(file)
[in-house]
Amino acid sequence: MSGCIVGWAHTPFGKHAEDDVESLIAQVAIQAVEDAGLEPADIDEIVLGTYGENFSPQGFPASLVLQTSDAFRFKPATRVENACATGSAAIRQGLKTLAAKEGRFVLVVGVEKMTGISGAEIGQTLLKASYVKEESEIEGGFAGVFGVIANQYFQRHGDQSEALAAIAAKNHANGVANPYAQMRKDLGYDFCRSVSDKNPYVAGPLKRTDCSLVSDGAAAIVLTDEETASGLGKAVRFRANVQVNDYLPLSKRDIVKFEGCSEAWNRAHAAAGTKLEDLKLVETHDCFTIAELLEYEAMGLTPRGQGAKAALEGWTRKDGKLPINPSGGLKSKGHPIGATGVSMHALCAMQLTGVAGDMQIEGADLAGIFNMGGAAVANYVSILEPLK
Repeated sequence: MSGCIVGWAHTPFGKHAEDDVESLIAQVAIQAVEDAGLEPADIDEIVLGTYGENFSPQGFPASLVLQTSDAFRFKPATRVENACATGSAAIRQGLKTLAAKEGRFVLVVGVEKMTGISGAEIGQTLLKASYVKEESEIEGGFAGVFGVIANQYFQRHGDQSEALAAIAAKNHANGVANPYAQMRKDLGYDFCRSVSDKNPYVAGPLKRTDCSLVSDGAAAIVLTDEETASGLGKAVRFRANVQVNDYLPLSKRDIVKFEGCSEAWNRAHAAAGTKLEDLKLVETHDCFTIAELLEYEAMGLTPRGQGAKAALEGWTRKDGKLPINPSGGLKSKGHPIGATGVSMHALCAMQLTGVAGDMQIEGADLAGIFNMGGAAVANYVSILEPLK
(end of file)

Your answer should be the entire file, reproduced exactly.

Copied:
[in-house]
Amino acid sequence: MSGCIVGWAHTPFGKHAEDDVESLIAQVAIQAVEDAGLEPADIDEIVLGTYGENFSPQGFPASLVLQTSDAFRFKPATRVENACATGSAAIRQGLKTLAAKEGRFVLVVGVEKMTGISGAEIGQTLLKASYVKEESEIEGGFAGVFGVIANQYFQRHGDQSEALAAIAAKNHANGVANPYAQMRKDLGYDFCRSVSDKNPYVAGPLKRTDCSLVSDGAAAIVLTDEETASGLGKAVRFRANVQVNDYLPLSKRDIVKFEGCSEAWNRAHAAAGTKLEDLKLVETHDCFTIAELLEYEAMGLTPRGQGAKAALEGWTRKDGKLPINPSGGLKSKGHPIGATGVSMHALCAMQLTGVAGDMQIEGADLAGIFNMGGAAVANYVSILEPLK
Repeated sequence: MSGCIVGWAHTPFGKHAEDDVESLIAQVAIQAVEDAGLEPADIDEIVLGTYGENFSPQGFPASLVLQTSDAFRFKPATRVENACATGSAAIRQGLKTLAAKEGRFVLVVGVEKMTGISGAEIGQTLLKASYVKEESEIEGGFAGVFGVIANQYFQRHGDQSEALAAIAAKNHANGVANPYAQMRKDLGYDFCRSVSDKNPYVAGPLKRTDCSLVSDGAAAIVLTDEETASGLGKAVRFRANVQVNDYLPLSKRDIVKFEGCSEAWNRAHAAAGTKLEDLKLVETHDCFTIAELLEYEAMGLTPRGQGAKAALEGWTRKDGKLPINPSGGLKSKGHPIGATGVSMHALCAMQLTGVAGDMQIEGADLAGIFNMGGAAVANYVSILEPLK